Miniature bookbindings showcase Shakespeare on a different scale

Miniature editions of works by William Shakespeare or influenced by the literary giant are on view in the Yale Center for British Art’s newest exhibition.

“ ‘The Poet of Them All’: William Shakespeare and Miniature Designer Bindings from the Collection of Neale and Margaret Albert” features nearly 100 artistically bound miniature editions of plays, sonnets, and books inspired by the Bard — each measuring three inches high or less. All of the items on view were selected from the singular collection of Neale and Margaret Albert.

The exhibition, on view through Aug. 21, includes miniature editions of Shakespeare’s works published from the 19thto the 21st centuries by William Pickering, Knickerbocker Press, and others, all bound with artistic designer bindings commissioned by Neale Albert (Yale J.D. 1961) during the past decade. Focusing on designer bookbinding, an aspect of the book arts often overlooked, this exhibition offers an opportunity for visitors to examine these works closely. All of the books in the exhibition are a promised gift to the Yale Center for British Art from Neale and Margaret Albert.

The title “The Poet of Them All” is taken from a line in the song “Brush Up Your Shakespeare” from Cole Porter’s 1948 musical “Kiss Me Kate.” At the heart of the Alberts’ collection, and the exhibition, are 39 copies of a miniature book illustrating the lyrics and music to that song, published by Neale Albert at his Piccolo Press in 2009.  Designed by Leonard Seastone, with drawings by Seymour Chwast, every copy has a unique artistic binding. For these bindings, as well as others on display, Albert commissioned some of the most talented designer bookbinders working today in the United Kingdom, the United States, and throughout the world. As in all his commissions, Albert asked every artist to craft his or her own interpretation, offering no guidelines and imposing no restrictions. He wrote to one artist, slightly tongue-in-cheek: “My only instructions are to make this the finest binding you have ever done. How is that for pressure?” Every artist, whether working in leather, paper, cloth, wood, or metal, worked to achieve that.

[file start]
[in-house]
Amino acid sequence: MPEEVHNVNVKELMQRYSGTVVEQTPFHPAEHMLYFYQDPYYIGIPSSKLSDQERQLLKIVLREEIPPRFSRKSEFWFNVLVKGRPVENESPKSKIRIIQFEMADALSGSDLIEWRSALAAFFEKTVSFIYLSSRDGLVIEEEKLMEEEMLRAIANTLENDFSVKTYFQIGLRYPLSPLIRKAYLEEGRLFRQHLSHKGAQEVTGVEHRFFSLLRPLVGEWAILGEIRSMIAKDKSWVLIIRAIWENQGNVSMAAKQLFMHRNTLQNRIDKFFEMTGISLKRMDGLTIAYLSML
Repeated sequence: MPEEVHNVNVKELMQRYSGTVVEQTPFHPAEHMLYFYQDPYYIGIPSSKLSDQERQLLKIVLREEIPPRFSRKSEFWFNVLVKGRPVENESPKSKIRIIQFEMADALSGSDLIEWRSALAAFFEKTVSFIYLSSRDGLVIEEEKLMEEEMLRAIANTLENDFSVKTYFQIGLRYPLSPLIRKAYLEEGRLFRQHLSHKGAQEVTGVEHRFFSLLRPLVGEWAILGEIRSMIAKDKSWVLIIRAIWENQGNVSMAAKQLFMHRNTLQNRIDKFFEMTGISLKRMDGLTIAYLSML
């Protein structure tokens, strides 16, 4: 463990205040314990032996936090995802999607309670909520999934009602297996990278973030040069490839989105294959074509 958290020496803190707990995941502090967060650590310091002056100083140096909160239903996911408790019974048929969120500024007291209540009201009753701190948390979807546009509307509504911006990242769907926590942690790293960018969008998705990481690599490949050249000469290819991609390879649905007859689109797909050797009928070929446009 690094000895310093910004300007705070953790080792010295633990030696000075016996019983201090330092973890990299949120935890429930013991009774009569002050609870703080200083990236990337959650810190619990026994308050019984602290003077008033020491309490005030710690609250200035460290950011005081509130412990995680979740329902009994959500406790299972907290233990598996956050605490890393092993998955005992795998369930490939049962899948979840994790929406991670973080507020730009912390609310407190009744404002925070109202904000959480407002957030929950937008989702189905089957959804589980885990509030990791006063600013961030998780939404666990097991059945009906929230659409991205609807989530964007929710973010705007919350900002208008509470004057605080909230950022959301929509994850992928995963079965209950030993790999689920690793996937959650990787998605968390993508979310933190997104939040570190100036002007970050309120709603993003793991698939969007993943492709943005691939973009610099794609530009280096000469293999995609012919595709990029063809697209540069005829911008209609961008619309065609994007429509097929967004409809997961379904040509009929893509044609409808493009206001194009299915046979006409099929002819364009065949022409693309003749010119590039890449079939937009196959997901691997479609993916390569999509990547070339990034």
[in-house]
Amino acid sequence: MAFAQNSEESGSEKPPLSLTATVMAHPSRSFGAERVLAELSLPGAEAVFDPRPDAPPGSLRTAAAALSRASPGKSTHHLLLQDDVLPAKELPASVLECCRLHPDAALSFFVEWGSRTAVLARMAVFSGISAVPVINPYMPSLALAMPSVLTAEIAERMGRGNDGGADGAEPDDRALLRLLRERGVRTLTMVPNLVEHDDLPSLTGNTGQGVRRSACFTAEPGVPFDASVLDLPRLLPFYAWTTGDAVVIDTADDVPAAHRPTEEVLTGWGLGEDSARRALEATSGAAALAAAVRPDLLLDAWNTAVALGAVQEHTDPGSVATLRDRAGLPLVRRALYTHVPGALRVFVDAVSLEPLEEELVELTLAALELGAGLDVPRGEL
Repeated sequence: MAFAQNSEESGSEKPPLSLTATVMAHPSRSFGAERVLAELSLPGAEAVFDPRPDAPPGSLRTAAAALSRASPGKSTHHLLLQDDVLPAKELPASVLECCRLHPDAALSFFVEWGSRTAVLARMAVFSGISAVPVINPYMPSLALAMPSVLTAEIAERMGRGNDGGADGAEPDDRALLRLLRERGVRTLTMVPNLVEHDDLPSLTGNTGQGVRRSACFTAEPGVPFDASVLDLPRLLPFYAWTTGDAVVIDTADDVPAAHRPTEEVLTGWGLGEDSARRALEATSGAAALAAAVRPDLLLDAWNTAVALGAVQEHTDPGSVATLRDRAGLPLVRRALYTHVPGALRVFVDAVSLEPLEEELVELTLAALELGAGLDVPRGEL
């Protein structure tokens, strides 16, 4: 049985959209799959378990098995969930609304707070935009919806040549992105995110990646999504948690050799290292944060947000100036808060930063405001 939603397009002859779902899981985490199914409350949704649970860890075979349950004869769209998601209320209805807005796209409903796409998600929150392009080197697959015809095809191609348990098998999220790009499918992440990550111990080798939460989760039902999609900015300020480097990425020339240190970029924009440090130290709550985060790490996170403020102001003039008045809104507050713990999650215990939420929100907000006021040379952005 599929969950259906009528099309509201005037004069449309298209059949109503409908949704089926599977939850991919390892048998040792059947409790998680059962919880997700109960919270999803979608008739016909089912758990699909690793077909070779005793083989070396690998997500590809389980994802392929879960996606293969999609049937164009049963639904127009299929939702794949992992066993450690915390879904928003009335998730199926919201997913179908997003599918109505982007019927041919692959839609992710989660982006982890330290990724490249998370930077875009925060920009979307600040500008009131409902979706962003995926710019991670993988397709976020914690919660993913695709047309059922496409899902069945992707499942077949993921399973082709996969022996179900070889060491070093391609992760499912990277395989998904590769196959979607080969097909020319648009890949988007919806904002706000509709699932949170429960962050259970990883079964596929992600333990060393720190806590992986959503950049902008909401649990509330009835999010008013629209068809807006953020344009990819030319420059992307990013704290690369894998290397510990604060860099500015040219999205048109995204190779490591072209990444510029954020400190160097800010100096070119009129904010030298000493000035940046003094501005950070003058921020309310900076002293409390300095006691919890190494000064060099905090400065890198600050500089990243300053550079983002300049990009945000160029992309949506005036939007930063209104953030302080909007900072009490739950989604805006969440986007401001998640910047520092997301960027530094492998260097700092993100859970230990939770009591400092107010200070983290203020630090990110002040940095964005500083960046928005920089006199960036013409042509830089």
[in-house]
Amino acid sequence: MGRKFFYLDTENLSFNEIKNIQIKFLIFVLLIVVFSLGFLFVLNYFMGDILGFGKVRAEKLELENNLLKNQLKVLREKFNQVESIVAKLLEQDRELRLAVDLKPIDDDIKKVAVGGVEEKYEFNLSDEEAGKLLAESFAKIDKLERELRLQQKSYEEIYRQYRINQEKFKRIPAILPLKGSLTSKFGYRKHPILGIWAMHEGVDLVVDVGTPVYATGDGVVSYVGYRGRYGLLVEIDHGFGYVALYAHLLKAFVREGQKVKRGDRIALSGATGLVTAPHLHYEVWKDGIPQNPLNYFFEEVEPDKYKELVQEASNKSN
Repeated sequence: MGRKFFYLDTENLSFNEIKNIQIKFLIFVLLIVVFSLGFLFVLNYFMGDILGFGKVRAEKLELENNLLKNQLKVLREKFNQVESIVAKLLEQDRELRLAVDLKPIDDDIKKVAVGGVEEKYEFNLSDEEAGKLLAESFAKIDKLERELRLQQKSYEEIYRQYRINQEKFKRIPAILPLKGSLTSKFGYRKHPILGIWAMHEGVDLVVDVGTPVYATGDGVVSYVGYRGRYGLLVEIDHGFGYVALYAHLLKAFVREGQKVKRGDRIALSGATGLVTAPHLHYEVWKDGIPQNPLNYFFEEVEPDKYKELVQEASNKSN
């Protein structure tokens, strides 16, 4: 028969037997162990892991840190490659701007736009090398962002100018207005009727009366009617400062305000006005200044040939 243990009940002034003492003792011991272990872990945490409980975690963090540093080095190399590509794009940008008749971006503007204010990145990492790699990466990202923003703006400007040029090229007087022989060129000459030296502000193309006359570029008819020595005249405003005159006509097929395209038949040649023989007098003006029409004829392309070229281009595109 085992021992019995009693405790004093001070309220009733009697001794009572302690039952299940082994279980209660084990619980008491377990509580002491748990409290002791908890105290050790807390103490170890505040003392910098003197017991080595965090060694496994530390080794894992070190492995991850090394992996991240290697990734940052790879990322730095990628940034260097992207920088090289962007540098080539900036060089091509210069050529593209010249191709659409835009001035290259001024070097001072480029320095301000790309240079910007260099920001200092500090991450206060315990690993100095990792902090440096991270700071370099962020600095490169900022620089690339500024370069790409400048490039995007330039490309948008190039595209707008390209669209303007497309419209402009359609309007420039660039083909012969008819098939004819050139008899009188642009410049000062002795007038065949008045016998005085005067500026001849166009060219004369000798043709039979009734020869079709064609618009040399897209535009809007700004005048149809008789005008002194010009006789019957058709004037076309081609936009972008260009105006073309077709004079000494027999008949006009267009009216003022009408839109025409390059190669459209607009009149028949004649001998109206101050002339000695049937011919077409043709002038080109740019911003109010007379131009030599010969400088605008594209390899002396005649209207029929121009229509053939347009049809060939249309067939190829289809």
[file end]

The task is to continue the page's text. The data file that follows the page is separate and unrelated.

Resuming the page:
Albert, who served two terms as president of the international Miniature Book Society, continues to support designer binders. In 2014, he was elected an honorary fellow of Designer Bookbinders, the principal society in Great Britain devoted to artistic bookbinding.

The exhibition is augmented by a number of other works from the Alberts’ collection, including pieces by the London bespoke furniture designer Tim Gosling, among them a scale model of the Globe Theatre and miniature bookcases.

The collection of miniature books on display illuminates the wide array of artistic responses that Shakespeare’s plays and poems have continued to inspire in the 400 years since he wrote them, and provides an overview of a branch of 21st-century practice in the book arts. The exhibition and an accompanying fully illustrated publication explore these books in depth and provide a glimpse into the heart and mind of a collector.

The exhibition has been curated by Elisabeth Fairman, chief curator of rare books and manuscripts at the Yale Center for British Art, who also edited the exhibition catalog. The catalog was designed by Miko McGinty and published by the center in association with Yale University Press. The book features an essay by the book historian and designer binder James Reid-Cunningham, written from his perspective as a practitioner as well as a historian of contemporary book arts.

There have been several exhibition-related programs. Next up will be a concert, “Cole Porter and His Contemporaries,” on Saturday, July 16, during which cabaret singer Steve Ross will perform many of the composer’s songs, as well as other music from the American Songbook. The concert will take place at 3 p.m. at the center.

The Yale Center for British Art, 1080 Chapel St., is open 10 a.m.-5 p.m. Tuesday-Saturday, and noon-5 p.m. Sunday.

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